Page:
• How much more do these employees earn when they have additional experience?

This last question can be important, because you may be searching “Medical Technician Salaries” but at a private practice, you’re often wearing multiple hats, you could be the surgery scheduler, which at a hospital is its own position, or also a surgical technician, or insurance biller. 

You’re not asking to be paid two or three salaries, just one good one. And one that reflects the job you're doing.  

Step 2: Decide What to Ask for in the Way of a Raise

You’re not going to just walk into your meeting, and announce “more money, please!” (or, you might, but it probably wouldn’t be very successful); you need to know what you want, and you need to have a basis to back that up. 

The cost of living raise

We throw around the term “cost of living raise” a lot, but what does that really mean?

 A “cost of living” raise is a raise that you deserve because time has passed, and everything is slightly more expensive than it was last year, and you need to maintain the same lifestyle.
 
For example, if your landlord raises your rent $100/month, you’re going to need to make $100 more a month at your job, otherwise you’re sliding backwards; literally bringing home less money than you did the year before.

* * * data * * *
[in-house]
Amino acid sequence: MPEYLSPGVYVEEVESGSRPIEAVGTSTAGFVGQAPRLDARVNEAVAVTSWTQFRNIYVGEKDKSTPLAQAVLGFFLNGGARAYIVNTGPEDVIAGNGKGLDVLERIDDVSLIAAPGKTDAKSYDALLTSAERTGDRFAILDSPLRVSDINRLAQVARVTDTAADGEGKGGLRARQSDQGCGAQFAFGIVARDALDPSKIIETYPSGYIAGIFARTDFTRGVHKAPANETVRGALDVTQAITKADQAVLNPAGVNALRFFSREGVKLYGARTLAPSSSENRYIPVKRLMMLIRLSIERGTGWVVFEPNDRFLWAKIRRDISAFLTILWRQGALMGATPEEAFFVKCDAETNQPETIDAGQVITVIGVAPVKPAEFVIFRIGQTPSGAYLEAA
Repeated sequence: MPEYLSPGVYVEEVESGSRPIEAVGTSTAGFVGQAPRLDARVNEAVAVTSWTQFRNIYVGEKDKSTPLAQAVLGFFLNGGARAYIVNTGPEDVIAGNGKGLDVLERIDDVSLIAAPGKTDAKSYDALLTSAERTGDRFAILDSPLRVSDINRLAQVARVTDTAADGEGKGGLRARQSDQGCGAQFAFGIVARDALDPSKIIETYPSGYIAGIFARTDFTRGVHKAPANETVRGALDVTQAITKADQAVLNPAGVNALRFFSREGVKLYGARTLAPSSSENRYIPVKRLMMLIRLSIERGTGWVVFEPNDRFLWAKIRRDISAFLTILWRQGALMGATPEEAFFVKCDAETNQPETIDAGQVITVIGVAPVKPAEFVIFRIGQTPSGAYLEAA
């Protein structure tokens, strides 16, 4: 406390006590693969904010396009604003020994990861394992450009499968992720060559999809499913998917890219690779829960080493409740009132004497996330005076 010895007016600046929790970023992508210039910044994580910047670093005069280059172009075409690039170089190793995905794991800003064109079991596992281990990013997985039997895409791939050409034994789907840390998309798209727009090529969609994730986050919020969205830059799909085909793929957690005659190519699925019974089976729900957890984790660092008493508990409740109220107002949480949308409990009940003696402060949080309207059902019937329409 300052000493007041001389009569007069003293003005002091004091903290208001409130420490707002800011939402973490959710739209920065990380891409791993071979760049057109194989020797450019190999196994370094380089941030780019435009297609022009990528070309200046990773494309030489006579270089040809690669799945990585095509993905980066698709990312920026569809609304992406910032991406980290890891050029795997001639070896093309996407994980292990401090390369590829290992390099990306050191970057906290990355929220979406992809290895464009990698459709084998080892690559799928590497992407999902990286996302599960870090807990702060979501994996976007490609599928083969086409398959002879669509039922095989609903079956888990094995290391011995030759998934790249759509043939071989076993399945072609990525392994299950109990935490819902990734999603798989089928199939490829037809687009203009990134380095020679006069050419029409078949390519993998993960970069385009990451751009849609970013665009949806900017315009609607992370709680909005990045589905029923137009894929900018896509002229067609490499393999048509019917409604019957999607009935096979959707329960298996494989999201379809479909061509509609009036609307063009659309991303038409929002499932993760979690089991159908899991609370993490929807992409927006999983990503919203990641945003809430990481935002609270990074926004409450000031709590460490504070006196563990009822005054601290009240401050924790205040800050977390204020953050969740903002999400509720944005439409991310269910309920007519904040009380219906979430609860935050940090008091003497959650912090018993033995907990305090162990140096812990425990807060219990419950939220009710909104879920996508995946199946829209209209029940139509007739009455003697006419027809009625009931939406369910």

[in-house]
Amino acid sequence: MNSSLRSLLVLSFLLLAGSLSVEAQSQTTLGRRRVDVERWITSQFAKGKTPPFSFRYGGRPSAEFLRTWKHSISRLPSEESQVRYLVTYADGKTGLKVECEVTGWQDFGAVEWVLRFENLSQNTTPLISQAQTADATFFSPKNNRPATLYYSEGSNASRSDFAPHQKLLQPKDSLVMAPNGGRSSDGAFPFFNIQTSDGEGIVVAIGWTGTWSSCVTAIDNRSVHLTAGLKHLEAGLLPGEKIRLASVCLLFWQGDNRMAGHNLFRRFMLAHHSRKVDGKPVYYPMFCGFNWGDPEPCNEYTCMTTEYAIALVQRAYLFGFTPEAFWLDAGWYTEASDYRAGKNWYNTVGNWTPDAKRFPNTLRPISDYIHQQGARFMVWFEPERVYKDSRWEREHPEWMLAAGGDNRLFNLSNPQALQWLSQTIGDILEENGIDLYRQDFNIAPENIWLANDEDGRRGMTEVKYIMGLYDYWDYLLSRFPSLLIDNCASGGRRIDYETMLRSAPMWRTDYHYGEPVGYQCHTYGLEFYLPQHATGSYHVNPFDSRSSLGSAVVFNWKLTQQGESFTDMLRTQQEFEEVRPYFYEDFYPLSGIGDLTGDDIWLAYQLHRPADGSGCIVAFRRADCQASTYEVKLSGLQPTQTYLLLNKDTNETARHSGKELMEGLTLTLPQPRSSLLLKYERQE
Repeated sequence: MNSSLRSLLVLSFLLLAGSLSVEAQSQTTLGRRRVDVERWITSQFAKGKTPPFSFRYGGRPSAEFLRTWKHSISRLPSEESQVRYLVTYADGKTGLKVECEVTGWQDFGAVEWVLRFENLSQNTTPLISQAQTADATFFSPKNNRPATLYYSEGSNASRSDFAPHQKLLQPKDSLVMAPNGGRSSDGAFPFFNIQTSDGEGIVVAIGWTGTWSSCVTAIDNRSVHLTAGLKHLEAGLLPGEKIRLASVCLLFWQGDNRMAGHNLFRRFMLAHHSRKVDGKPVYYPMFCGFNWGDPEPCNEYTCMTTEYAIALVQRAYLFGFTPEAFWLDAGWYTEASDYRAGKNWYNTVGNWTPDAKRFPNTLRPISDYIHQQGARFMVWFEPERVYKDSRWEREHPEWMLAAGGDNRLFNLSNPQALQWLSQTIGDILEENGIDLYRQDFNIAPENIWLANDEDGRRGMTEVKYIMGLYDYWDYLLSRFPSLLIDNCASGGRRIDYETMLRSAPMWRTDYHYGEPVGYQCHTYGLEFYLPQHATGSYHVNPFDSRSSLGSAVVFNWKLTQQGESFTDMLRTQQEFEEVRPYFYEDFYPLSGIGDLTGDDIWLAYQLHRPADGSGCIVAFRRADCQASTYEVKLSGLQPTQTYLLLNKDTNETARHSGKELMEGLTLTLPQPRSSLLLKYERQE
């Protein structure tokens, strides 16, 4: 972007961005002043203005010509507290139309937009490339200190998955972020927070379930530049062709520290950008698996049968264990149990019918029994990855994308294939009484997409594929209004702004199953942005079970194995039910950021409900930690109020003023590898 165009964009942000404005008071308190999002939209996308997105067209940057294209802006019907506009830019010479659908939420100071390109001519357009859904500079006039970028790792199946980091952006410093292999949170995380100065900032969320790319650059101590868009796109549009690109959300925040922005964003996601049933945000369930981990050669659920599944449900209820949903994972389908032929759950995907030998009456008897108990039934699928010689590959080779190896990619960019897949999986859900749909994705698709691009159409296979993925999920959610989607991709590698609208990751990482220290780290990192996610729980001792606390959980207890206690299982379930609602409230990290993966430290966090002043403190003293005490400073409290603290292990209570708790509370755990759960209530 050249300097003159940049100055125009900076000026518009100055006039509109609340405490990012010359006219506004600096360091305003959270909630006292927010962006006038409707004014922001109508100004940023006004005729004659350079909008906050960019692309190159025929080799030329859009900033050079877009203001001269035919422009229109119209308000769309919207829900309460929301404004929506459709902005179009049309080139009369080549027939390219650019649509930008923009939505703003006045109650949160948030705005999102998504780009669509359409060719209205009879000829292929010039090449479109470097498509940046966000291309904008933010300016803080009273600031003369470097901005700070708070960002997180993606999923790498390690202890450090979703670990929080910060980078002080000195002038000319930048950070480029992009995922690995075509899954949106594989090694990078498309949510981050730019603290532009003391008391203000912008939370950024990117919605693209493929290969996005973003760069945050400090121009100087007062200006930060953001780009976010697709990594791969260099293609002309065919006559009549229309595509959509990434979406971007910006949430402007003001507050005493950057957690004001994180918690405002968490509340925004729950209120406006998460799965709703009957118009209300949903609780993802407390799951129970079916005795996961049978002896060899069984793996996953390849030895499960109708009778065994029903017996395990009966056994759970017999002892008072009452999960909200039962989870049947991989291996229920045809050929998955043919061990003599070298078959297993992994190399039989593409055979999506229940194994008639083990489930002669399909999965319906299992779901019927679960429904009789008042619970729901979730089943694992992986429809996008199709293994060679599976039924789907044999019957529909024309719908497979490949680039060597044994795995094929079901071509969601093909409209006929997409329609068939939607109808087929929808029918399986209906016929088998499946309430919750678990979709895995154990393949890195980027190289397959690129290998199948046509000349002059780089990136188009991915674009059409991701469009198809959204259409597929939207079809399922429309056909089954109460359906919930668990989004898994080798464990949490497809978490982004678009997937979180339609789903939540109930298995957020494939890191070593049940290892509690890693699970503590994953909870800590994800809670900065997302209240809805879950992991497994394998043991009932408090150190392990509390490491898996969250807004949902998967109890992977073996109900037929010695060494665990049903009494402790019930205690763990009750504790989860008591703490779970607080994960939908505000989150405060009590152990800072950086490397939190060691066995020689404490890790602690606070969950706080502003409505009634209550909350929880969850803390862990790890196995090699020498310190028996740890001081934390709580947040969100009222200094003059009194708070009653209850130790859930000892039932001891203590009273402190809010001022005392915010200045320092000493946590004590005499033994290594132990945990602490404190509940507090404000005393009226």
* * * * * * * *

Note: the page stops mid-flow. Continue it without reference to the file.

You would need to make an additional $25 a week, after taxes (which can be complicated math) but figure somewhere between a raise of 75 cents and a dollar an hour. Now, feel free to put that into perspective for your employer. You’re asking for an additional $40 a week. 

It’s not that much, but it’s going to help keep you in the same place as you were the year before. 

All you're asking for, in this case, is the bare minimum. 

Start your research by making a budget of all your expenses so you know what to ask for. There are endless amounts of websites and templates for budget creation, most online banking websites offer budget calculators somewhere on their website. Using free services like Mint.com can help you track your spending, and see how accurate your budget actually is (it may turn out you’re spending a lot more on services or going out to eat)  

In most cases, a cost of living raise will generally boil down to 1% annually.

The merit raise 

Now, if you want more than just a cost of living raise, there are also “merit raises” to consider. 

A merit raise, also called a “pay for performance raise,” is a raise you deserve because you’re awesome at one or more components of your job. A merit raise is typically more like 3%-5% per year. 

Unfortunately, in healthcare, it can be hard to justify a merit raise, because you’re not up-selling any sort of product (generally), and in many cases, your pay is directly determined by reimbursement rates, or other factors that are out of your control.